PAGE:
Making your kitchen child-safe in order to protect them is important for homes with young children and toddlers, as they have not yet learned how to protect themselves. At the top of the list are the hazardous substances common to most kitchens. Detergents, household cleaners, pesticides and any other toxic chemicals stored in cupboards near the floor should be removed and relocated to shelves out of reach, in lockable cabinets. Your local poison control center can supply you with a complete list of substances that should be kept from children.
Even after removing dangerous substances, undercounter cabinet doors should be fitted with childproof latches. These latches take the form of rugged plastic tabs that attach to the inside of a door; the tab’s end fits around a screw projecting down from the inside of the cabinet. The tabs length allow the door to be open just enough so that an adult can slip in a finger and unhook the tab, thus fully opening the door. A child’s hand is not strong enough to flex the stiff plastic tab, so even if they figure out how it works, the latch will keep the door closed. Additional protection can be provided on double doors whose knobs are side by side; just slip a strong rubber band over both knobs.
Kitchens, of course, are full of things with sharp edges. Any knives or implements with sharp cutting edges such as can openers, peelers, dicers, etc. should be cleared from counters, walls and backsplashes and stored in lockable drawers. Wall switches for garbage disposals or other appliances should have childproof switchplate locks installed on them.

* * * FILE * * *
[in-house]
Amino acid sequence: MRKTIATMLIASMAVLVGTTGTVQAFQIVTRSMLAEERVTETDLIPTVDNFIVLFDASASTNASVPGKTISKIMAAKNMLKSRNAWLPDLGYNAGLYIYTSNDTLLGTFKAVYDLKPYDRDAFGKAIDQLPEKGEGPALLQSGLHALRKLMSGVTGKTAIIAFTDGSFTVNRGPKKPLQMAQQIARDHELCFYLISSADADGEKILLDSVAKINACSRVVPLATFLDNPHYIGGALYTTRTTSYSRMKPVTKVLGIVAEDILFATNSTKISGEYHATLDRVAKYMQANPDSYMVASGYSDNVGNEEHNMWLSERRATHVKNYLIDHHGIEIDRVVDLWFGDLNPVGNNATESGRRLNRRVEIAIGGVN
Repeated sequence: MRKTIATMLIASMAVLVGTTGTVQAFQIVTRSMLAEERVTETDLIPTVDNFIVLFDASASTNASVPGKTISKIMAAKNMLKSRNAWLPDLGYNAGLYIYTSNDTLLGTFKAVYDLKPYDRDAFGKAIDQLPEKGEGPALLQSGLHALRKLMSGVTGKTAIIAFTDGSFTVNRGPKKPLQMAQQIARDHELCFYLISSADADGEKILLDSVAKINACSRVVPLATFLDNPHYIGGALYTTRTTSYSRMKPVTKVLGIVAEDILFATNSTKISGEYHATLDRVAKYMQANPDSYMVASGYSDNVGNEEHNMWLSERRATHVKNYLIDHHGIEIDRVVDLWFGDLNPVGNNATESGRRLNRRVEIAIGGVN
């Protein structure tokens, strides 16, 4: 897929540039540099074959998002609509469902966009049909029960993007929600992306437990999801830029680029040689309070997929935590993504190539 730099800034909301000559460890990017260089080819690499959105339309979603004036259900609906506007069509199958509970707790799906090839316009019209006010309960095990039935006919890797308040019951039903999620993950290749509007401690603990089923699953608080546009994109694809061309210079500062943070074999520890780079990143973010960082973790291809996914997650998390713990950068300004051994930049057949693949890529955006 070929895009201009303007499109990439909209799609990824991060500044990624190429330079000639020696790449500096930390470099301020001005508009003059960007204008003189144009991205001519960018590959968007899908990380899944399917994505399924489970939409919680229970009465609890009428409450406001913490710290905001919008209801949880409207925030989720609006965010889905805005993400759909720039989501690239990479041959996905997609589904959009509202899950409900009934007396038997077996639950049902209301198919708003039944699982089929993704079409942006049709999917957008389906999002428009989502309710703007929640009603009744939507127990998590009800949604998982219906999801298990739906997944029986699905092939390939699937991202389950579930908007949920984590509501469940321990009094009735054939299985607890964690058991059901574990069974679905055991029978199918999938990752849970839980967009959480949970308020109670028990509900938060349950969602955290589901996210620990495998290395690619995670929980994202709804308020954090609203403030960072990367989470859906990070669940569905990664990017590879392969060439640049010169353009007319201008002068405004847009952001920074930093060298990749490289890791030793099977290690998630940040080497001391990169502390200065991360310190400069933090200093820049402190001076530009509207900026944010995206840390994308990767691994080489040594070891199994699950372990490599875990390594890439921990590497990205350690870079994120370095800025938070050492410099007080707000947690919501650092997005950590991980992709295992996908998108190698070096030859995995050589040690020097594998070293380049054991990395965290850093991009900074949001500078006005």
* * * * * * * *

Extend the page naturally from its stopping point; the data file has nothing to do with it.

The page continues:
Any edges or surfaces of countertops which project into the air where a child could bump their head on them should have foam rubber strips attached to sharp edges or corners for protection. Child-friendly corner protectors are available at home supply centers.
Do not underestimate the ability of a curious child to climb up above countertops. Upper wall cabinets should also have childproof latches installed on them, particularly any cabinets where glassware, vitamins, pharmaceuticals and china are stored.
Shelves above a stove should be cleared of any colorful knickknacks that could attract a child’s attention and entice them to climb up on the stovetop. Stoves should be equipped with security brackets which anchor them to the floor to prevent them from tipping over. Stovetops can be fitted with burner fences which encircle the stovetop with protective bars and preventing children’s hands from reaching burners, pots and pans.
On the floor, pet food, pet dishes and litter boxes should not be left unattended. Do not leave garbage containers out in the open either; they belong under the sink behind locked or latched cupboard doors.
If all the preceding precautions seem over restrictive and troublesome, you can consider the alternative of blocking access to the kitchen area with a childproof gate. This is not always feasible however, since many kitchens also contain a dining area or nook where the child is fed and often spends time playing